A meta-analysis of case-control studies on the combined effect of hepatitis B and C virus infections in causing hepatocellular carcinoma in China

Br J Cancer. 2005 Feb 14;92(3):607-12. doi: 10.1038/sj.bjc.6602333.


We investigated whether concurrent infection by hepatitis B virus (HBV) and hepatitis C virus (HCV) in China, a hyperepidemic area for these infections, was associated with a higher risk of causing hepatocellular carcinoma (HCC) than each infection alone in a meta-analysis in China, 32 case-control studies involving 3201 cases and 4005 controls, identified from a computer-based literature search from 1966 to 2004. The pooled odds ratio and 95% confidence interval (CI) for HBsAg positivity was 14.1 (95% CI: 10.6-18.8); for anti-HCV/HCV RNA positivity was 4.6 (95% CI: 3.6-5.9); for HBsAg positivity and anti-HCV/HCV RNA negativity were 15.6 (95% CI: 11.5-21.3); for HBsAg negativity and anti-HCV/HCV RNA positivity were 8.1 (95% CI: 5.0-13.0); and positivity for both HBsAg and anti-HCV/HCV RNA was 35.7 (95% CI: 26.2-48.5). We conclude that HBV and HCV infections are important independent risk factors for HCC in China, and that dual infection by HBV and HCV is associated with a higher risk of causing HCC than each infection alone, suggesting a synergism between HBV and HCV.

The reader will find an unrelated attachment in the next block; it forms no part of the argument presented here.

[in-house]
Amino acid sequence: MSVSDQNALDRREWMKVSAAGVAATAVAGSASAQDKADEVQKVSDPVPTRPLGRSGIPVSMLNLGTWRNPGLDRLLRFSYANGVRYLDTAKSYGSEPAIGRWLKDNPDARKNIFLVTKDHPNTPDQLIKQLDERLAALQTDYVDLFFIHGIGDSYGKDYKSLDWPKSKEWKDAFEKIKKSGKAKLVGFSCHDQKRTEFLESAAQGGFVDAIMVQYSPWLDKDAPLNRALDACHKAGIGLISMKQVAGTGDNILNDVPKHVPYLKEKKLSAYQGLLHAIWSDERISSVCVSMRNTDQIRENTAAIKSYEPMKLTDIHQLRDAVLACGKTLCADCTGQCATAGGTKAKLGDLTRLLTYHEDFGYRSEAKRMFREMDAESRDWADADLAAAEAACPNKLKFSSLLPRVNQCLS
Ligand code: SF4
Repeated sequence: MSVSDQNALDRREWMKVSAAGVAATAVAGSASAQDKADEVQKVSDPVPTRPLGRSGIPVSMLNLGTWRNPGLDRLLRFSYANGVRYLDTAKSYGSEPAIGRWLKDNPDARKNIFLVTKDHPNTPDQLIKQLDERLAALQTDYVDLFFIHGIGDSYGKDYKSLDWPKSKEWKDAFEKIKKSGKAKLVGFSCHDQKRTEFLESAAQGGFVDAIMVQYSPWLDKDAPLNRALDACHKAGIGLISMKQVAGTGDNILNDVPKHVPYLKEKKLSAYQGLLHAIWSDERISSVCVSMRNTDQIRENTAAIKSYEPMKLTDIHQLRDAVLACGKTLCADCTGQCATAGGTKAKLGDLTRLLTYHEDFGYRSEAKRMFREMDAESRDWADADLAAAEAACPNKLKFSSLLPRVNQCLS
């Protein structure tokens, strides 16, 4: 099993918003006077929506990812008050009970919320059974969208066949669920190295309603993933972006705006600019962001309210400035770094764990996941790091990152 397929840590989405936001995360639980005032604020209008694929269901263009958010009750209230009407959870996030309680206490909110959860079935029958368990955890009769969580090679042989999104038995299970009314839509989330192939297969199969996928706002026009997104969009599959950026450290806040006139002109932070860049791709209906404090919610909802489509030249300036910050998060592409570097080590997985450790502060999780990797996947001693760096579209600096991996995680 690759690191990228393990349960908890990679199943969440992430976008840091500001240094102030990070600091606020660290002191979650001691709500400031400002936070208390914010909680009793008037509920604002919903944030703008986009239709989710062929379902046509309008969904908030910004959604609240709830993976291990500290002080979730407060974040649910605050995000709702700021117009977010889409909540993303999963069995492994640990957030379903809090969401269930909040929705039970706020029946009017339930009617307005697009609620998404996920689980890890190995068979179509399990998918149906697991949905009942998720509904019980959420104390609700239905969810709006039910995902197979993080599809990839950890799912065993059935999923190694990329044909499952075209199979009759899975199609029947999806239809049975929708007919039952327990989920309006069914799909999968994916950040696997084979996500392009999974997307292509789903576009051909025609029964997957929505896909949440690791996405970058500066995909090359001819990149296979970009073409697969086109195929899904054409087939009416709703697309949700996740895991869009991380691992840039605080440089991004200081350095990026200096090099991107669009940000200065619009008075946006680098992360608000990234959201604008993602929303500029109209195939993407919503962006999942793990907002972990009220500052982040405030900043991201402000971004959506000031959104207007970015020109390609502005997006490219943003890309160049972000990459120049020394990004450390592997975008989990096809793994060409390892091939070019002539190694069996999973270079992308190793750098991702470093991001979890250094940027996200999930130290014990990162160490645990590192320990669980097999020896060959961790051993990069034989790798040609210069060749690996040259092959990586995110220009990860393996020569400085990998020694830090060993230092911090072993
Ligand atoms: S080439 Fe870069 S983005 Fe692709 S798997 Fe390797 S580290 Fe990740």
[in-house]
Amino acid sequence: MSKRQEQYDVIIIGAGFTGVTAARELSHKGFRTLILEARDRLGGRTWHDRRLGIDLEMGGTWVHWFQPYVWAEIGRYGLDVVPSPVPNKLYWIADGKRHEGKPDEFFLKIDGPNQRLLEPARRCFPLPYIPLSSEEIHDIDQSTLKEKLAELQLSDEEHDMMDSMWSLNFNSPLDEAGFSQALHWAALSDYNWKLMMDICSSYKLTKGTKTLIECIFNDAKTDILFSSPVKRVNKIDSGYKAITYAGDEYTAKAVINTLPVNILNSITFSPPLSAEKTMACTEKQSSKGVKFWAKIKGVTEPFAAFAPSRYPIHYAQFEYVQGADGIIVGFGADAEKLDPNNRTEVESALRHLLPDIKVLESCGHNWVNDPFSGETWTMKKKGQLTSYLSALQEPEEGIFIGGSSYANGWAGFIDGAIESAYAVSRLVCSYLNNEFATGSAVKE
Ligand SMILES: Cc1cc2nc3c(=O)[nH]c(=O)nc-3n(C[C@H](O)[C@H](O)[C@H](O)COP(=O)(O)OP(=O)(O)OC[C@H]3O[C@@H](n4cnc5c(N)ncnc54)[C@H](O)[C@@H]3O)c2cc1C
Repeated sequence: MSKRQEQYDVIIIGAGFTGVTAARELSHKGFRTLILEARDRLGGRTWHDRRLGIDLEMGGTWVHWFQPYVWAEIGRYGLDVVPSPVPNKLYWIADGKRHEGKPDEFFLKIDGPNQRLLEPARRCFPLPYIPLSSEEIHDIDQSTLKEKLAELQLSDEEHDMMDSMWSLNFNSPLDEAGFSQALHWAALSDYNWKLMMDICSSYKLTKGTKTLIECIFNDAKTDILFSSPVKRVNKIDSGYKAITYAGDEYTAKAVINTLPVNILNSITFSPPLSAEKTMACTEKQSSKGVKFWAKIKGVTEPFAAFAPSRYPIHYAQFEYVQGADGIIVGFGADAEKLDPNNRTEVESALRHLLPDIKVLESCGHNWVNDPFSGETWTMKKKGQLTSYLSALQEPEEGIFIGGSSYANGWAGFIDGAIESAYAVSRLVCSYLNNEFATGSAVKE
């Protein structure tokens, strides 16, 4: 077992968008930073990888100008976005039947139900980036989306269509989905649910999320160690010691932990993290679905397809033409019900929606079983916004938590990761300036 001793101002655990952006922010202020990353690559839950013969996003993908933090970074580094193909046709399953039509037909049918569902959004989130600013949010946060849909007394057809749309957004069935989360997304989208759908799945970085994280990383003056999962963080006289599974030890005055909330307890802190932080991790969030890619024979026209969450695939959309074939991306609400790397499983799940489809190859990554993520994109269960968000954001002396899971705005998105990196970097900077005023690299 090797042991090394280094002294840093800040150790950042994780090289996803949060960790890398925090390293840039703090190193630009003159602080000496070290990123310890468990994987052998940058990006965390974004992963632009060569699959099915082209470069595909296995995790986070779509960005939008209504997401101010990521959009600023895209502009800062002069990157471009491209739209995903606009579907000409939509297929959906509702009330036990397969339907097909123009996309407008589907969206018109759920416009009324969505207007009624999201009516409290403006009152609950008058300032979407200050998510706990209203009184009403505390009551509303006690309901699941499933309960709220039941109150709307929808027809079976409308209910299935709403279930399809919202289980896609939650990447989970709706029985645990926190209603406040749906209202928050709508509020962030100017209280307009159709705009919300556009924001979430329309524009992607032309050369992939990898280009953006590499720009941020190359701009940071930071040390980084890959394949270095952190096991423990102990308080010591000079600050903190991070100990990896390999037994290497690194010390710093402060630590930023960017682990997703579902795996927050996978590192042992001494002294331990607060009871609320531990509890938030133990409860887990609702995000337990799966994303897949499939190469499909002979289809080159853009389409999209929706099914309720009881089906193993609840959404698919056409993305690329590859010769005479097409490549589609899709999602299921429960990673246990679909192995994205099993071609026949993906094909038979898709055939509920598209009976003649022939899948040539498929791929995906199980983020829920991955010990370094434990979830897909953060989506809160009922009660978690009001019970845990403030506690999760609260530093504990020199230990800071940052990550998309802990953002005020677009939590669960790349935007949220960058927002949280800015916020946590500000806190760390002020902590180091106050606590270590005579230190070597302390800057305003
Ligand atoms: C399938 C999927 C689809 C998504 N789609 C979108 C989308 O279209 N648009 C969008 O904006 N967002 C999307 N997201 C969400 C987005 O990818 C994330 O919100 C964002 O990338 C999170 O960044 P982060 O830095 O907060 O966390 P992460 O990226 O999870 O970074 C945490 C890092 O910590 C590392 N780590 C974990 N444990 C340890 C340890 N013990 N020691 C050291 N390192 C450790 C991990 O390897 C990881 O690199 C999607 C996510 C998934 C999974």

Publication types

  • Meta-Analysis

MeSH terms

  • Carcinoma, Hepatocellular
  • Case-Control Studies
  • China
  • Female
  • Hepatitis B / complications*
  • Hepatitis C / complications*
  • Humans
  • Liver Neoplasms / virology*
  • Male
  • Odds Ratio
  • Risk